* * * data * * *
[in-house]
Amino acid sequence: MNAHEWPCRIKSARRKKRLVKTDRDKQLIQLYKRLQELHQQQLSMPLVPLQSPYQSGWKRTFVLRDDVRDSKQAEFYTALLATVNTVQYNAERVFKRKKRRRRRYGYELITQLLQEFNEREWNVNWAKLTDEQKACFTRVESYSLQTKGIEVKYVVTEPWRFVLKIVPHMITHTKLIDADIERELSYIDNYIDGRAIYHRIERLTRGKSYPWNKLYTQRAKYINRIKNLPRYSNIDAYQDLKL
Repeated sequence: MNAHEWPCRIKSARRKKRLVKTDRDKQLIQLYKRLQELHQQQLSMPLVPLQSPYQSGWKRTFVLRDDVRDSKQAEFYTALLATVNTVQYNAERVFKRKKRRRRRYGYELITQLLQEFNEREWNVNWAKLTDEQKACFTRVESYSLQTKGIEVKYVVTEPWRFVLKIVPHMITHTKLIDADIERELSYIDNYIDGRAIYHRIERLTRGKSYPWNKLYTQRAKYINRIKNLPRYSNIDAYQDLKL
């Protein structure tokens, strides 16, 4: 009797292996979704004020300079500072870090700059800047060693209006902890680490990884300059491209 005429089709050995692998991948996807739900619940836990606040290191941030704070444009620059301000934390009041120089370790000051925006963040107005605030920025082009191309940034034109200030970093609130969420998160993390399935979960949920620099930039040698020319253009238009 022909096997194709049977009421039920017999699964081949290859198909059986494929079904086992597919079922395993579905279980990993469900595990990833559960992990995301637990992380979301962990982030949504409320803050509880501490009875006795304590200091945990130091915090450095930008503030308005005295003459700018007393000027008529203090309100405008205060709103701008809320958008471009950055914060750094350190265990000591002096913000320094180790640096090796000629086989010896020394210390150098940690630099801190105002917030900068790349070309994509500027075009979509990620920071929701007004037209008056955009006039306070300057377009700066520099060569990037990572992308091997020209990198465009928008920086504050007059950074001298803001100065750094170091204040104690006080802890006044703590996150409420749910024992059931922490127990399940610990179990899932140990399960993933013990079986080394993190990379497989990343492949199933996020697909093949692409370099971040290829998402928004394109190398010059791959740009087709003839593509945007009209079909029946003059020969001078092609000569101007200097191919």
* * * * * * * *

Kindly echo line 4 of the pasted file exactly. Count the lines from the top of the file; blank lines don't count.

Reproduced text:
């Protein structure tokens, strides 16, 4: 009797292996979704004020300079500072870090700059800047060693209006902890680490990884300059491209 005429089709050995692998991948996807739900619940836990606040290191941030704070444009620059301000934390009041120089370790000051925006963040107005605030920025082009191309940034034109200030970093609130969420998160993390399935979960949920620099930039040698020319253009238009 022909096997194709049977009421039920017999699964081949290859198909059986494929079904086992597919079922395993579905279980990993469900595990990833559960992990995301637990992380979301962990982030949504409320803050509880501490009875006795304590200091945990130091915090450095930008503030308005005295003459700018007393000027008529203090309100405008205060709103701008809320958008471009950055914060750094350190265990000591002096913000320094180790640096090796000629086989010896020394210390150098940690630099801190105002917030900068790349070309994509500027075009979509990620920071929701007004037209008056955009006039306070300057377009700066520099060569990037990572992308091997020209990198465009928008920086504050007059950074001298803001100065750094170091204040104690006080802890006044703590996150409420749910024992059931922490127990399940610990179990899932140990399960993933013990079986080394993190990379497989990343492949199933996020697909093949692409370099971040290829998402928004394109190398010059791959740009087709003839593509945007009209079909029946003059020969001078092609000569101007200097191919």